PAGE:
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The federal government recently introduced a new IRA called the myRA. It's much like a Roth IRA in that you can contribute up to $5500 a year. You can participate only if your income is less than $191,000 if you're married and filing jointly or $129,000 if you're filing single. And like a Roth IRA the contributions you make are after-tax and the money is then tax-free when you withdraw it so long as you’re age 59 1/2 or older. And the minimum contribution to a myRA is just $25, which is lower than that for a Roth IRA. You can also withdraw your contributions (but not the interest on them) anytime you wish with no penalty.
Where the similarities end
The big difference between a myRA and a Roth IRA is your investment options. If you go to a brokerage for your Roth IRA you could choose from literally thousands of different index funds, mutual funds, bonds and individual stocks. In comparison, the myRA offers only one investment option – the G fund. The good news here is that unlike other investments, your balance in a myRA never goes down and there is an FDIC-like guarantee. The G fund generally pays more interest than you would get with a savings account but it's still not a great ROI. For example in 2012 the G fund returned just 1.47%, which isn't much but is still more than the 1% you could earn with an online savings account.
The most that you can put into a myRA is $15,000. When you reach that amount you must then roll it over into a Roth IRA in whatever brokerage you choose.
The good and not-so-good of myRAs
MyRAs are basically for people that have no retirement plan where they work and could contribute a little bit out of every paycheck towards retirement. The biggest pro of the myRA is that the US treasury backs your investment so it can never lose value. Since a myRA doesn't require a minimum investment and no fees for opening the account or maintenance, even people on the tightest of budgets should be able to start saving for retirement. In addition, a myRA can be more user-friendly than a Roth IRA because it eliminates the need to choose from a bewildering array of different investment options.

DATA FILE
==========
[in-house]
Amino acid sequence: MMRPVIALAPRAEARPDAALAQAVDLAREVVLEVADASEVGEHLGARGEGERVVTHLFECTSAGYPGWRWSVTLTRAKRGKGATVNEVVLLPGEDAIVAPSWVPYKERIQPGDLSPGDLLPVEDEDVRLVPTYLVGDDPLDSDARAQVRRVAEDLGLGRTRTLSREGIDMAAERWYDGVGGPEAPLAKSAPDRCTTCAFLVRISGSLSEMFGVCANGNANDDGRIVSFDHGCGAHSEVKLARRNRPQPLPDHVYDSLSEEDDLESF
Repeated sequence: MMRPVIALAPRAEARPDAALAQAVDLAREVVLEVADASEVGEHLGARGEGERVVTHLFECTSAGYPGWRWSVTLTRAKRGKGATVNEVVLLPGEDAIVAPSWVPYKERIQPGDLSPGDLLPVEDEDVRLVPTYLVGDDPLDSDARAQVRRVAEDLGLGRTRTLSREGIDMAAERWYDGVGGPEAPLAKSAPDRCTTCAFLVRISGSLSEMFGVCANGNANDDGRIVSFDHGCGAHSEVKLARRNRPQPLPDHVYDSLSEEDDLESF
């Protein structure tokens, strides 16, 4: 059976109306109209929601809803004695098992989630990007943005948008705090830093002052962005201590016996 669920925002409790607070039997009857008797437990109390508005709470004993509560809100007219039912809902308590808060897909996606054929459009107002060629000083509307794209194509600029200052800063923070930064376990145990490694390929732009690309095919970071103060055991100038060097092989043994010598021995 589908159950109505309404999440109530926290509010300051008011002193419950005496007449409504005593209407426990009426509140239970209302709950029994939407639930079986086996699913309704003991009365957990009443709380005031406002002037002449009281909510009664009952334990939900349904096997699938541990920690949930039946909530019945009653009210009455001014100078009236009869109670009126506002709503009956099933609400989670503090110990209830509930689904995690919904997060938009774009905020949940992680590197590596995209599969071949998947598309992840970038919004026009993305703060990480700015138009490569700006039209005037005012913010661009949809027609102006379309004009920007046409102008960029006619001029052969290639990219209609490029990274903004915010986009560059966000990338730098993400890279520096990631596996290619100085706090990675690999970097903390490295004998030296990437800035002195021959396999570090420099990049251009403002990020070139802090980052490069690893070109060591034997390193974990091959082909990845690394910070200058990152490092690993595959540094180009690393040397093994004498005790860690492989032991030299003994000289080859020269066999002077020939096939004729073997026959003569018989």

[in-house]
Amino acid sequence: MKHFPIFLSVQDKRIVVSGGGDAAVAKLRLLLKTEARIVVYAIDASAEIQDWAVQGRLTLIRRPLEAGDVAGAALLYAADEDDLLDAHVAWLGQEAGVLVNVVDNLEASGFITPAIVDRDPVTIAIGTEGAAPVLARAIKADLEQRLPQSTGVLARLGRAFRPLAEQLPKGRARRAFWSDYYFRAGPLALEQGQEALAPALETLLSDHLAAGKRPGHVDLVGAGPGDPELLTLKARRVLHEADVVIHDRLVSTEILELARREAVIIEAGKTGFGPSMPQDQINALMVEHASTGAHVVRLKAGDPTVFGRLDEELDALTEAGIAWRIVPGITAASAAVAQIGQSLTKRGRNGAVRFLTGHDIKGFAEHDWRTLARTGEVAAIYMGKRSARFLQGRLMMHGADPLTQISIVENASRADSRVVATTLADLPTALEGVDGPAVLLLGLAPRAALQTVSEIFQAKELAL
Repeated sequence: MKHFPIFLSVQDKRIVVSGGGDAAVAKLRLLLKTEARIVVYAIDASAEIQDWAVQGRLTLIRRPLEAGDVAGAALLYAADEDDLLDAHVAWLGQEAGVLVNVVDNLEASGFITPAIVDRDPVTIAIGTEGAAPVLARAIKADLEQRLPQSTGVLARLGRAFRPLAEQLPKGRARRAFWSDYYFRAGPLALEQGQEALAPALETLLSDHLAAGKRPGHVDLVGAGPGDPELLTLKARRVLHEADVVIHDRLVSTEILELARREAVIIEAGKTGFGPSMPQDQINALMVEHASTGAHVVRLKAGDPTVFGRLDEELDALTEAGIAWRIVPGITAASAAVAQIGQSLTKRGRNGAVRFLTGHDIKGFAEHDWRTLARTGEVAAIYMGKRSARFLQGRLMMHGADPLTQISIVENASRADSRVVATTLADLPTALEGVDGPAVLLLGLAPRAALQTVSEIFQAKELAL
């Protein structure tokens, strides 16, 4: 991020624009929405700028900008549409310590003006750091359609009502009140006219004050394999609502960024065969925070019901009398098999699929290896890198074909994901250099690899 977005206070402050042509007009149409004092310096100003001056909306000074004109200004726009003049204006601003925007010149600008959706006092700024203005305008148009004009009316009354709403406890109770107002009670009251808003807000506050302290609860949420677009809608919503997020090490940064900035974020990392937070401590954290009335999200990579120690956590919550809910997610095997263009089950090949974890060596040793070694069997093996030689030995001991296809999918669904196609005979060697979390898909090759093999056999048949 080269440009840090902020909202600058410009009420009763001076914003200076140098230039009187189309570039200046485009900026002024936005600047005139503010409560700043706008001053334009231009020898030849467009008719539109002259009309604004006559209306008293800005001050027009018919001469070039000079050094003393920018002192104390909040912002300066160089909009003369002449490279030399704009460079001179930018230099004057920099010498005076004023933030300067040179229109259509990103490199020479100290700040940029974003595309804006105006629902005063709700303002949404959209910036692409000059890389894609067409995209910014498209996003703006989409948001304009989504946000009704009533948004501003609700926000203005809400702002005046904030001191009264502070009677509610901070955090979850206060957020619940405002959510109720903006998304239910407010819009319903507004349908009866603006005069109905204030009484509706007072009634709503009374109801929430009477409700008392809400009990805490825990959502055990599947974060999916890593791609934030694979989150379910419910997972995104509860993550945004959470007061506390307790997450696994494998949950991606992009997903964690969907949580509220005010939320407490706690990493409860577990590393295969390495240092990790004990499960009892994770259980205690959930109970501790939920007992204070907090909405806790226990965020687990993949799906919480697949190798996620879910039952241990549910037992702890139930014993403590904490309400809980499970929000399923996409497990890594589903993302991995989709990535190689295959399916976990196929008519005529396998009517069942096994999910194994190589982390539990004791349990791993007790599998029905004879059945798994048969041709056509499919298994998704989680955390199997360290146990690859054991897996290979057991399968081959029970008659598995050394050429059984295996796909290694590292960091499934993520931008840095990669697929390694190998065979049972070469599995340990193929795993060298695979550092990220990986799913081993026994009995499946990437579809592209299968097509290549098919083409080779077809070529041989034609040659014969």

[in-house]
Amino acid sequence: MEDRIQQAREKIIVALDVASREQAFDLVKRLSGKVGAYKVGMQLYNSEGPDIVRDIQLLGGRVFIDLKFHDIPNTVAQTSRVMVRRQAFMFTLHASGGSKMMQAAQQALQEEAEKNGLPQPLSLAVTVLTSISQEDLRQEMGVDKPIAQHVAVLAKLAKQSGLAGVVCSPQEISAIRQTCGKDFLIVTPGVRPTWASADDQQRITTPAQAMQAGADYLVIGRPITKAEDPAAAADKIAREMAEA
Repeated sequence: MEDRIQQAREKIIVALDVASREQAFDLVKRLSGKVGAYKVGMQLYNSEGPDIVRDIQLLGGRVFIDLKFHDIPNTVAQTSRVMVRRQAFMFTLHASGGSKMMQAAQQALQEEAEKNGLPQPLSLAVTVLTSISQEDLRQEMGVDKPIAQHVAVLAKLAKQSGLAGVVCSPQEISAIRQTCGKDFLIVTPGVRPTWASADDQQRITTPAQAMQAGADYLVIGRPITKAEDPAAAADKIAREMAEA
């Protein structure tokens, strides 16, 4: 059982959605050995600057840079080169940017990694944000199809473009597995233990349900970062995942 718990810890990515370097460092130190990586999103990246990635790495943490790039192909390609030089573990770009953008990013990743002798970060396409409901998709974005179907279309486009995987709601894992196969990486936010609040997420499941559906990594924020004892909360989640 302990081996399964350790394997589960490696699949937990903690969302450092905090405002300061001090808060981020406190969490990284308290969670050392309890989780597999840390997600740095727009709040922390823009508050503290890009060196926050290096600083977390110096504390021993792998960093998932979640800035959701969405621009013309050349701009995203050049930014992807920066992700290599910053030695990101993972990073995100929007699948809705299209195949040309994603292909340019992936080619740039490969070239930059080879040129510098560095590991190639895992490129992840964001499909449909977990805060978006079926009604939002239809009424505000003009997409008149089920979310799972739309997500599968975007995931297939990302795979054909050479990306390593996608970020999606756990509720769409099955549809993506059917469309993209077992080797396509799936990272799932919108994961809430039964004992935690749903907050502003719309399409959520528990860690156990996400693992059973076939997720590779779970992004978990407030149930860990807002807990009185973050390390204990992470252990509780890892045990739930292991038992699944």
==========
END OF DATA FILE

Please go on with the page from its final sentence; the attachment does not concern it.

The biggest downside of a myRA is, of course, the rate of return. The only thing you can invest in with a myRA is the G fund. It earns interest at the same rate as money invested in the government securities fund for federal employees. This fund has returned 3.19% annually over the past 10 years. In comparison, people who invested $1000 a year in the S&P 500 index during those 10 years would have earned an average return of 7.67%. What this translates into is that the person who had invested in the S&P 500 index would have made $16,268 while a person who had invested the same amount of money in a myRA would've earned $12,861 or $3407 less.
The bottom line
The bottom line for most people is that the better option would be to get a low-cost Roth IRA. As you have seen, the same amount of money invested in it would generate a better return than the myRA even if you invest only in very safe index funds or mutual funds. In the end, having a retirement plan is the most important thing to do. According to CheatSheet.com, 1 out of 3 Americans do not have retirement savings. Do not be part of this statistic and start saving for your retirement. If you have debts like mortgages, auto loans or credit card debts, make sure you work hard to pay this off. Use credit card consolidation to make the monthly payments easier. Not having a retirement fund is bad enough. If you have debt too, that can make things extra hard.